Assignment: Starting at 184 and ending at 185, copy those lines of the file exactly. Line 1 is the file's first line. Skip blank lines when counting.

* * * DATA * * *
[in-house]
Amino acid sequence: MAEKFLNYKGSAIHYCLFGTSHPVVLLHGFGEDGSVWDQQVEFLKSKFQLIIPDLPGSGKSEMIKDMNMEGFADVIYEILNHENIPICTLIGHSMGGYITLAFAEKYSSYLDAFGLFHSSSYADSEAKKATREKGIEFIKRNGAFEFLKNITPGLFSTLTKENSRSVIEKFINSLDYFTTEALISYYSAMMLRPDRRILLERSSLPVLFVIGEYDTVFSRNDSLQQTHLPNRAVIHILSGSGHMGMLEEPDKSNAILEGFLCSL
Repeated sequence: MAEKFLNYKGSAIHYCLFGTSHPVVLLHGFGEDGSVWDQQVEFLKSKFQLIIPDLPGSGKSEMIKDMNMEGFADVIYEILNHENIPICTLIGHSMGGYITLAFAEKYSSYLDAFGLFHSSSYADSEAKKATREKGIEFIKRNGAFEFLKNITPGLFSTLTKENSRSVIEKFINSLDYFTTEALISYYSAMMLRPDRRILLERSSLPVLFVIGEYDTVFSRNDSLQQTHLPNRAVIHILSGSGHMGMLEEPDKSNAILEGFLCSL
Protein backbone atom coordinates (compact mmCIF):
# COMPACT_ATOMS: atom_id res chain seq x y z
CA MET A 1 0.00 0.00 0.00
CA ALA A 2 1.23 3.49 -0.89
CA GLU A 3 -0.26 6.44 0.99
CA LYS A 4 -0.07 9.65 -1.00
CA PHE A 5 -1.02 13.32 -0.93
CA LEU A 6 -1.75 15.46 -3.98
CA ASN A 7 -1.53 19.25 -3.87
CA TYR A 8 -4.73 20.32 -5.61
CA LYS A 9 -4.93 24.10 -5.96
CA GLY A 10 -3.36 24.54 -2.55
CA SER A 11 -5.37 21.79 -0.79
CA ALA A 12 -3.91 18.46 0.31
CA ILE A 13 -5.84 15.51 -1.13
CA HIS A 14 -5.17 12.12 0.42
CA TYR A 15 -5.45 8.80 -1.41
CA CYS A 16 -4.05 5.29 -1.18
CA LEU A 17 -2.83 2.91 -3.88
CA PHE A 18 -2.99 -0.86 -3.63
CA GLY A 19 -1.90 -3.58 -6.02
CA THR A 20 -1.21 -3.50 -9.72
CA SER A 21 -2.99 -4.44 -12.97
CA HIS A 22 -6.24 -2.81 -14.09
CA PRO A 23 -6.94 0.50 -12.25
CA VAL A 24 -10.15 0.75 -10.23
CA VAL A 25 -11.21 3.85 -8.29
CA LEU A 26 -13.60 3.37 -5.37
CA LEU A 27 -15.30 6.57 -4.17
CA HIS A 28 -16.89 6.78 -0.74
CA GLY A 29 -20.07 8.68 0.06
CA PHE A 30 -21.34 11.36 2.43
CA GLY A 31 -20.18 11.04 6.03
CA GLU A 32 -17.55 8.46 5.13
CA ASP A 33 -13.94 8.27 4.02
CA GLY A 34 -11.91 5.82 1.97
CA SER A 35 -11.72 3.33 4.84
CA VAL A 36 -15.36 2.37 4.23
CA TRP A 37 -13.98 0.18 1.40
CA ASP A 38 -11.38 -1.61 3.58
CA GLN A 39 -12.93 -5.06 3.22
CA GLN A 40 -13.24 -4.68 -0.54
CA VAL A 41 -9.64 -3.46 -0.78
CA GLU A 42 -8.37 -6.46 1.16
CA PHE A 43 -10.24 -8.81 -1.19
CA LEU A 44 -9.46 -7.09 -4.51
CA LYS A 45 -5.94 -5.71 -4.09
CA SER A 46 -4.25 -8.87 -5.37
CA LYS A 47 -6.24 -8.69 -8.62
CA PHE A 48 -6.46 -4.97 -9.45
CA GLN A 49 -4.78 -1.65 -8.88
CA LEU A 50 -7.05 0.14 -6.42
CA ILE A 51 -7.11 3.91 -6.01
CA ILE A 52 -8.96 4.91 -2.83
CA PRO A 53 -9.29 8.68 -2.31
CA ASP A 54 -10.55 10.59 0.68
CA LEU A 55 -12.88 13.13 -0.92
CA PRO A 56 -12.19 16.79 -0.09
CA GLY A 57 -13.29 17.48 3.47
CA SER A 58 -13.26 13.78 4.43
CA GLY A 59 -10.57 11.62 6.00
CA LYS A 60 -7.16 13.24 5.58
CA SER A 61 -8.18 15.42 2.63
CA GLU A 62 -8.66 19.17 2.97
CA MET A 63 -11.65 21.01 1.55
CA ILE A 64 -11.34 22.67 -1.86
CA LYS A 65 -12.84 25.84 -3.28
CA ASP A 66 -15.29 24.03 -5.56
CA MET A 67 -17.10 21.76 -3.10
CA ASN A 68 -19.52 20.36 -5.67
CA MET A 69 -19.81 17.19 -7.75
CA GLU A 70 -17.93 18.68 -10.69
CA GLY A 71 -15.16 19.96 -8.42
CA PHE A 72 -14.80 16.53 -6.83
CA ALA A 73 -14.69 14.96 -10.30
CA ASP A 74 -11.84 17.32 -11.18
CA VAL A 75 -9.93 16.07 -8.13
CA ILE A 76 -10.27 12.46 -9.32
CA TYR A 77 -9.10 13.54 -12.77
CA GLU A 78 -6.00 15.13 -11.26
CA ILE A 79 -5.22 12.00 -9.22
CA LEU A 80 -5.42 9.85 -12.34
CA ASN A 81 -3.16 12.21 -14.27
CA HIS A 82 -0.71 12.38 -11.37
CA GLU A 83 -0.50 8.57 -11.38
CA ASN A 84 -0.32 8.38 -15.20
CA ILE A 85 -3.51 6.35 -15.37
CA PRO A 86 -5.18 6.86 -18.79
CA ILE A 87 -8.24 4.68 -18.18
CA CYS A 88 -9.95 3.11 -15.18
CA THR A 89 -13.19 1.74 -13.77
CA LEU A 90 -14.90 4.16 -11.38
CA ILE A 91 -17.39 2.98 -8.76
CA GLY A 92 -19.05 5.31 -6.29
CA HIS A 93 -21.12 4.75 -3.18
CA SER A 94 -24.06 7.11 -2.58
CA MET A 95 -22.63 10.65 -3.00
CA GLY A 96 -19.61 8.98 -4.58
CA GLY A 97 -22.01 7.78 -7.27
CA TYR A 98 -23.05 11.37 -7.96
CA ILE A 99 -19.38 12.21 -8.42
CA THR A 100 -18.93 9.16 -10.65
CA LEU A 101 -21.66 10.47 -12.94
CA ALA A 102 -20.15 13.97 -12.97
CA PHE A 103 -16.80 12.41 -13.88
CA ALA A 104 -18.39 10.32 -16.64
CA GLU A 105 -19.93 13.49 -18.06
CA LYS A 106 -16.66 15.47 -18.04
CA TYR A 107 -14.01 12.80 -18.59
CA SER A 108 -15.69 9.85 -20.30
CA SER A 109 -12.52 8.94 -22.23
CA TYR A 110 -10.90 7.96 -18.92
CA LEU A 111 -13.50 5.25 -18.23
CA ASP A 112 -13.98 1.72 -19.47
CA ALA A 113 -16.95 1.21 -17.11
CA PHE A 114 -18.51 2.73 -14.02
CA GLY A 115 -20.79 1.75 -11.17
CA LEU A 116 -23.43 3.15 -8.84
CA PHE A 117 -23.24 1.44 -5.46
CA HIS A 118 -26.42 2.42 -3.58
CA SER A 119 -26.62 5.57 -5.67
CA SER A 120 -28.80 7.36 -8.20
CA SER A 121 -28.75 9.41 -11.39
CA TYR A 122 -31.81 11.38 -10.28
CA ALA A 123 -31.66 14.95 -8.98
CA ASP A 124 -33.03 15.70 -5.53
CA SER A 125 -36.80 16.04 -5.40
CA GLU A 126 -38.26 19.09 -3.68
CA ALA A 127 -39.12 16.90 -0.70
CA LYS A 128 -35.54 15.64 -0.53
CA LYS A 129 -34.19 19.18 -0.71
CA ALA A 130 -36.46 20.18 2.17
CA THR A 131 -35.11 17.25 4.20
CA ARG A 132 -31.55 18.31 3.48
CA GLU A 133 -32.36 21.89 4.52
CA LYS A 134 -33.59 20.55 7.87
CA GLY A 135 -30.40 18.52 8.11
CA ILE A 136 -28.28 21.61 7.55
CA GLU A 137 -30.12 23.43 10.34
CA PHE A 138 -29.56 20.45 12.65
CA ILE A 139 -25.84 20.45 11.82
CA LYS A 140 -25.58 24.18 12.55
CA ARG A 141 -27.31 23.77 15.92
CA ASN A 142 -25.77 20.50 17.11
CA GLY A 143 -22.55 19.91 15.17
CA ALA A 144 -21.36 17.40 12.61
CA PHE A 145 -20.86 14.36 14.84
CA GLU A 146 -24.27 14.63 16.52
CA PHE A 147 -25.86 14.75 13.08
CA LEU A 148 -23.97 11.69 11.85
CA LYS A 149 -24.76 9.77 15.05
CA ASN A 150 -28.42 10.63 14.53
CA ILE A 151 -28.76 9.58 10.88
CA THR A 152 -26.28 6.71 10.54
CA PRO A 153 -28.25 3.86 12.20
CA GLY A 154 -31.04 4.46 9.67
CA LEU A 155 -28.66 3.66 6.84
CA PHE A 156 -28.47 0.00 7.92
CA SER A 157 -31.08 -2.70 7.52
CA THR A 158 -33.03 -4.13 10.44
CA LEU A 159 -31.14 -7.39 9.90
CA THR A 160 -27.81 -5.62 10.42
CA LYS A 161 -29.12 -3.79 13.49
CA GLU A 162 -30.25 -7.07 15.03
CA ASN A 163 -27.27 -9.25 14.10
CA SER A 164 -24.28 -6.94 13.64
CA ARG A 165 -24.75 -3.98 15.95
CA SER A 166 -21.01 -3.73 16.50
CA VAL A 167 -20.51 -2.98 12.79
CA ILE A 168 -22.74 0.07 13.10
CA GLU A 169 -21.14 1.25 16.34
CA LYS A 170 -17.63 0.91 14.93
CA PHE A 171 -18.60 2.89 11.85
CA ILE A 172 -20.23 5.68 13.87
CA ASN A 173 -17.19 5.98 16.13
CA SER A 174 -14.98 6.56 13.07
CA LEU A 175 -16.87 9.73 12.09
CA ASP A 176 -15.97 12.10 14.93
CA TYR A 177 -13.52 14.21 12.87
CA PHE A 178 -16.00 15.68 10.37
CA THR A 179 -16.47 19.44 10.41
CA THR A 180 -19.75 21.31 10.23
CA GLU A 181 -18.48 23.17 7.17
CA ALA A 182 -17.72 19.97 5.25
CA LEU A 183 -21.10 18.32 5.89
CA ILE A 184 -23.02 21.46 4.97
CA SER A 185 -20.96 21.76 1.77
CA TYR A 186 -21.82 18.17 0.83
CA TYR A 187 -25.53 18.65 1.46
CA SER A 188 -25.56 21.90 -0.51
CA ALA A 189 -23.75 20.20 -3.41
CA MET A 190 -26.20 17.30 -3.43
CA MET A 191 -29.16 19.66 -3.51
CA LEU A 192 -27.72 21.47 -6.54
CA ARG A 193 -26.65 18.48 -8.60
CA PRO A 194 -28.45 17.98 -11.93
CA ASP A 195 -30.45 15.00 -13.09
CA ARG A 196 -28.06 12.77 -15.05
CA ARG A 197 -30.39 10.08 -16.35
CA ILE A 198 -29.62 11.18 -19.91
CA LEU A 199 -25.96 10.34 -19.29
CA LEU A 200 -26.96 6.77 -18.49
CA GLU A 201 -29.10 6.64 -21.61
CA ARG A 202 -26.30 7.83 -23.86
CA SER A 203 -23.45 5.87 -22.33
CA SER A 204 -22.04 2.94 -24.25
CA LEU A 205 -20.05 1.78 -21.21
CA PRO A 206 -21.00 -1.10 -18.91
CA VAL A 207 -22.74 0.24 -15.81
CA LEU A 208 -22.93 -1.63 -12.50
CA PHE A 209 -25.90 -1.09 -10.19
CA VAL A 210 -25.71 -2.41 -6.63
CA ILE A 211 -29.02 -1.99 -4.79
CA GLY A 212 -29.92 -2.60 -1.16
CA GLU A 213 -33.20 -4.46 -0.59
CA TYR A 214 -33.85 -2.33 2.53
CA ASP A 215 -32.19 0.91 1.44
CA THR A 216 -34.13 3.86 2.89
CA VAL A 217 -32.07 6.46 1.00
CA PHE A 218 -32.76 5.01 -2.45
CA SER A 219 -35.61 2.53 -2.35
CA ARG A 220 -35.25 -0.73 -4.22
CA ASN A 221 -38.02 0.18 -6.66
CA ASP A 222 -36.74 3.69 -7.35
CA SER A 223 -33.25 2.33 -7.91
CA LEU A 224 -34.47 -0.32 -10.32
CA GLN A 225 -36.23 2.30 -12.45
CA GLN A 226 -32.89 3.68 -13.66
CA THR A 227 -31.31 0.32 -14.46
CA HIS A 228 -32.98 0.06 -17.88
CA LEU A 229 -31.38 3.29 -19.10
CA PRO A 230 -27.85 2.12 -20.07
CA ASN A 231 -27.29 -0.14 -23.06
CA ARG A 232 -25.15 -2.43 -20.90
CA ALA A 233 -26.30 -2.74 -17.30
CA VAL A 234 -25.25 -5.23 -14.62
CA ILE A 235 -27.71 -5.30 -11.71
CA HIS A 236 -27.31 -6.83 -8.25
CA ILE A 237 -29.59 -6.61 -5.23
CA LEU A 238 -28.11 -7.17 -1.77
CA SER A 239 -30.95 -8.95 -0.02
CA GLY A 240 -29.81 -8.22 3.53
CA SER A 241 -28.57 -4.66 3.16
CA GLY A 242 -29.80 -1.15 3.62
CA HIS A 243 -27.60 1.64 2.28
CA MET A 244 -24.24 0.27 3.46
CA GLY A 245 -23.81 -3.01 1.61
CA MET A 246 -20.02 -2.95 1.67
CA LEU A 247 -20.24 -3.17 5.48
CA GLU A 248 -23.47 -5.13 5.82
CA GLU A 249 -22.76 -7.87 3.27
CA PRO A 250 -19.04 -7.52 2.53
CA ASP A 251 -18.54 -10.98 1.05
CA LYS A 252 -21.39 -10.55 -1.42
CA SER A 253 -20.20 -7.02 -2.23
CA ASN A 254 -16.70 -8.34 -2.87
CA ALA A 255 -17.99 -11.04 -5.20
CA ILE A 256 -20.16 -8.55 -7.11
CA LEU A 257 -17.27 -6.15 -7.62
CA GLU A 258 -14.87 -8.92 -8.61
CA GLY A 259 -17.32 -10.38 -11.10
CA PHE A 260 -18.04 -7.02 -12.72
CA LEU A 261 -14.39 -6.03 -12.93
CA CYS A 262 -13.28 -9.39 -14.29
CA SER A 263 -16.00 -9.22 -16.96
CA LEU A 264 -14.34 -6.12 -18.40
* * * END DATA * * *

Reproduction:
CA THR A 179 -16.47 19.44 10.41
CA THR A 180 -19.75 21.31 10.23